A bit like an unsuccessful recruit on a Royal Marine training course, for which it creates its recruitment advertising, another face was scribbled out of the photo of Engine’s management team last week when Matt Edwards, chief executive of its creative experience and design division, left his job.
His departure came just a few weeks after Simon Peck, chief growth officer, announced he was off. Of the six grinning faces who were revealed in January as the management of the newly integrated UK company (which saw agency brands WCRS and Partners Andrews Aldridge disappear, along with WCRS’s totemic founder Robin Wight), four remain.
Given that Edwards and Peck were instrumental in creating the single Engine proposition made up of three pillars – transformation, creative and experience design, and PR – it’s little wonder that some eyebrows have been raised.
Edwards had worked at the agency for 14 years, arriving as a fresh-faced new-business director from Lowe in 2005 and leaving, Benjamin Button-style, as a fresh-faced CEO.
If there was any intrigue behind the departures, neither he nor the company was letting on. Instead, the statement said that he was off "to explore some projects that have been impossible to investigate while running a top 10 creative agency".
However, there was no inkling of his impending departure when he gave a typically bouncy address at Wight’s leaving drinks just a few weeks before. Good luck to him – he’s one of the good guys.
Peck’s departure, meanwhile, is more understandable. Having been group managing director and missed out on the top Engine job, his position as chief growth officer looked as Peck-shaped as that attempt to force Charlie Rudd to be chief client officer at Ogilvy UK last year.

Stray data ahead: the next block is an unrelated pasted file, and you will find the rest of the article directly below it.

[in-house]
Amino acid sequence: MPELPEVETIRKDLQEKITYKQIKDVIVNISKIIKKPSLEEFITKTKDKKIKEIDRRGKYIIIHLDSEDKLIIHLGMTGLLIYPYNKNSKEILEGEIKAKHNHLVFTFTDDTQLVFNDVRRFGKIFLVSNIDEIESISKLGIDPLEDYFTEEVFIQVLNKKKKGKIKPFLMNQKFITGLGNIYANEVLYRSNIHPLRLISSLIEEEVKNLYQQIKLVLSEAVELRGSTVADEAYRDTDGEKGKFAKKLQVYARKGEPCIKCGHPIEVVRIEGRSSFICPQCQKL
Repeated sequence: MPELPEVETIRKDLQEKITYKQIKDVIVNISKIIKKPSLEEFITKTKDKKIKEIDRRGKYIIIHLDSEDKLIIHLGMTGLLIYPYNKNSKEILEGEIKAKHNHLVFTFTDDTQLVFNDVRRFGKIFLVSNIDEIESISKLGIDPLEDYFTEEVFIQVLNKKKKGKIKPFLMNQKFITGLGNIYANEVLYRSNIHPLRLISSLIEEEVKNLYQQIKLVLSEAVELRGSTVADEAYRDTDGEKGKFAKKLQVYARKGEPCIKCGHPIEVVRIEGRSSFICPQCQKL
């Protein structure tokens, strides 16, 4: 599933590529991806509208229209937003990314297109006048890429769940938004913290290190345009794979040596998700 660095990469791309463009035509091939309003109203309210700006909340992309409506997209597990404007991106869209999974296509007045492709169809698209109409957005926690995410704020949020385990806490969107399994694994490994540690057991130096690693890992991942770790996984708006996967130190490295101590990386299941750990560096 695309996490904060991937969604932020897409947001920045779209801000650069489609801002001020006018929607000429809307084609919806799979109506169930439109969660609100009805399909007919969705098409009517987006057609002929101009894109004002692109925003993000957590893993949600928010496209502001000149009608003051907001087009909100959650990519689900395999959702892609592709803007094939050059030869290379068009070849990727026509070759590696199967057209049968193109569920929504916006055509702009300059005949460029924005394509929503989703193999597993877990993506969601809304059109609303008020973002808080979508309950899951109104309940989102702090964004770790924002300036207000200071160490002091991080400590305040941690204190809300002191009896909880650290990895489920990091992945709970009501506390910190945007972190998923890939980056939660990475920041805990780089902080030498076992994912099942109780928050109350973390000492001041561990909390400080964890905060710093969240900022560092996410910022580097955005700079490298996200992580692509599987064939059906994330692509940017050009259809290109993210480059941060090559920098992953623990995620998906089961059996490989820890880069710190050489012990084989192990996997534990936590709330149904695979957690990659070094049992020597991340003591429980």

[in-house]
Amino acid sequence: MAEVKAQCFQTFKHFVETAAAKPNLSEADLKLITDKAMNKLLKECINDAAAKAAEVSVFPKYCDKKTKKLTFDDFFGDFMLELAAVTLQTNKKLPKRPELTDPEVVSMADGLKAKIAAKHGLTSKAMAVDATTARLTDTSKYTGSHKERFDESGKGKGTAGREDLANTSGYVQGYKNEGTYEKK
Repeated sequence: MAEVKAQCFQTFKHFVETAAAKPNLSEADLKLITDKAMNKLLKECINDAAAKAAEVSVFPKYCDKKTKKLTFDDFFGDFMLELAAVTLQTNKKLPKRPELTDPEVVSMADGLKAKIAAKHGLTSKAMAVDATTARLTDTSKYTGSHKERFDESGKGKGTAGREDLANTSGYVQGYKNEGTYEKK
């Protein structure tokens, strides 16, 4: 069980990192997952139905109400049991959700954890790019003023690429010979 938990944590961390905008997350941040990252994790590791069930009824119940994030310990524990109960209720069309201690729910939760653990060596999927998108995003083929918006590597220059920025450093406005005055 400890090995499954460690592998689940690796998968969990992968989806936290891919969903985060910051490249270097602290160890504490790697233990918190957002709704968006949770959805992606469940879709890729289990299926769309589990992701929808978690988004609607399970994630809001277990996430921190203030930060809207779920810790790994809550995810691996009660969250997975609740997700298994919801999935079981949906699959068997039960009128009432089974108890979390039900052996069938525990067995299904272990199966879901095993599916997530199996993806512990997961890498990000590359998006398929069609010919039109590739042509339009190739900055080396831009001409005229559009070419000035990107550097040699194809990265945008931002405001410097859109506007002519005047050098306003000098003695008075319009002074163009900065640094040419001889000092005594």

Meanwhile, over the water, Engine’s US operations have been going through a similar wholesale change of the guard since the appointment of Kasha Cacy, former US CEO of Interpublic media network UM, as global CEO in August 2018. In October, R/GA’s Jim Moffatt joined as CEO in Europe and Asia, and in March Keith Grossman, chief revenue officer at Bloomberg, took the chief operating officer role.
Rick Eiserman, formerly Engine’s US CEO, moved back to his previous role as CEO of Trailer Park, the content production division that Engine became allied to after its acquisition by Lake Capital in 2014.
Interestingly, Trailer Park remains a standalone unit and brand, and there is speculation that this is up for sale. Cacy acknowledged in an interview earlier this year that unnamed parties have expressed interest in buying the division outright, but that option was "not on the table now".
As for the future of Engine, which has tried to reconfigure itself as a "cagency", all this restructuring and shifting of personnel is also likely to fuel speculation that Lake Capital is looking to offload it too. Accenture has already made a couple of bold moves, so is Deloitte its most likely suitor if it came to a shoot-out?
Jeremy Lee is consulting editor at Campaign